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HMRC internal manual

Animation Production Company Manual

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HM Revenue & Customs
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Taxation: profit/loss calculation - estimating amounts examples

S1216BF Corporation Tax Act 2009 (CTA 2009)

The treatment for calculating taxable profits of the animation activities of Television Production Companies (TPCs) (APC10110) may involve estimating the total income and total costs of a programme (APC10100). The rules set out the basis on which such estimates are made (APC20260)

The examples below relate to relevant programmes and are intended to illustrate the calculation of the accounting profit or aspects of it. Entitlement to the additional Television Tax Relief (TTR) is not addressed here, but is dealt with separately - see APC55000:

Example 1: Sales agent forecasts

At the start of production income and expenditure for a programme is estimated as:

  Total cost of producing according to the budget and shooting schedule seen by the programme guarantor £220k
     
  Grants and equity investments £50k
  Existing pre-sales of rights £100k
  Sales agent forecast of sales of rights in remaining territories £120k

As production commences, the income to be brought into the computations under the TTR rules is the money which the TPC has, or expects to receive; this is the grants and equity investments of £50k plus the pre-sale of rights of £100k.

The sales agent forecast of £120k is the sales agent’s judgement of how much might be expected if the remaining rights are sold. The sales agent’s estimates, in this instance, are not considered to be sufficiently just and reasonable for the purposes of Part 15A CTA 2009 and are not included in the company’s estimated income.

Example 2: Contracts under negotiation

A TPC is commissioned by a major broadcaster to make a programme for transmission on a national terrestrial network. It is estimated that the programme will take three years to make and will have a total production budget of £150,000 which will be incurred on a straight line basis over the three-year period (ie £50,000 a year).

Under the terms of the commission contract, the TPC will receive income of £210,000 in two equal tranches - the first after 18 months and the second on delivery of the programme.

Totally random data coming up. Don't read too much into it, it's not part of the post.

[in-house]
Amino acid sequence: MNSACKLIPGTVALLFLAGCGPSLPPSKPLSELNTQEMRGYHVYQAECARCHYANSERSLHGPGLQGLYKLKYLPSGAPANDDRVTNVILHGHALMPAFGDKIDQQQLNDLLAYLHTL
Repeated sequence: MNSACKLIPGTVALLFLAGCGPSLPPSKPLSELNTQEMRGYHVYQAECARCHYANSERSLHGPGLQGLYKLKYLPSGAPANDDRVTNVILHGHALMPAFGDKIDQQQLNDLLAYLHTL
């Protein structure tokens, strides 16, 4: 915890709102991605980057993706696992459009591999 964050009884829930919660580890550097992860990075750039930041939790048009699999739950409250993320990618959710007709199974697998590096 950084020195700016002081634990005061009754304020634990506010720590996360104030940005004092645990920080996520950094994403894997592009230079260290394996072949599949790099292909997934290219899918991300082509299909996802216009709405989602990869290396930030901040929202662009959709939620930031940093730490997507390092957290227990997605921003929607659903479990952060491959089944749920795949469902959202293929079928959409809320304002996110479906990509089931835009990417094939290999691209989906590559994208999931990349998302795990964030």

During the second year of production, the company enters into negotiations with a computer games development company for the sale of the right to use one of the characters in the programme for £60,000 once the programme has been completed. Although initial discussions were promising, negotiations fall through early in a third year of production and both parties decide not to proceed with the deal.

The negotiations do not give the TPC a realistic and quantifiable expectation of income and the income remains £210,000 spread over the three years of production, in the form of £70,000 per year following the straight line expenditure of £50,000 per year, giving taxable income of £20,000 per year.

If the negotiations were brought to fruition in the third year, and the contract agreed as described, then the additional income of £60,000 is recognised in Year 3.

Example 3: Speculative programme-making

A company that records live performances and sells DVDs of them arranges to record the radio shows of a famous comedian. They hope to produce an animation utilising the sound recording. They intend to broadcast the show prior to publishing the DVD.

The total cost of animating, editing, production, advertising and exploiting the DVD is reliably estimated as £1m. The company has established distribution channels for such DVDs and intends to retain all the underlying rights itself. From the company’s experience of producing and selling such DVDs it expects sales of not less than £6m over the normal sales profile for such products.

In the absence of contracts to sell the DVDs or the rights, the company has no reliably predictable income which it must estimate.

Consequently, although DVD expenditure needs to be fed into the animation trade’s profit/loss calculation and will be deductible, there is no income to bring in until sales are made.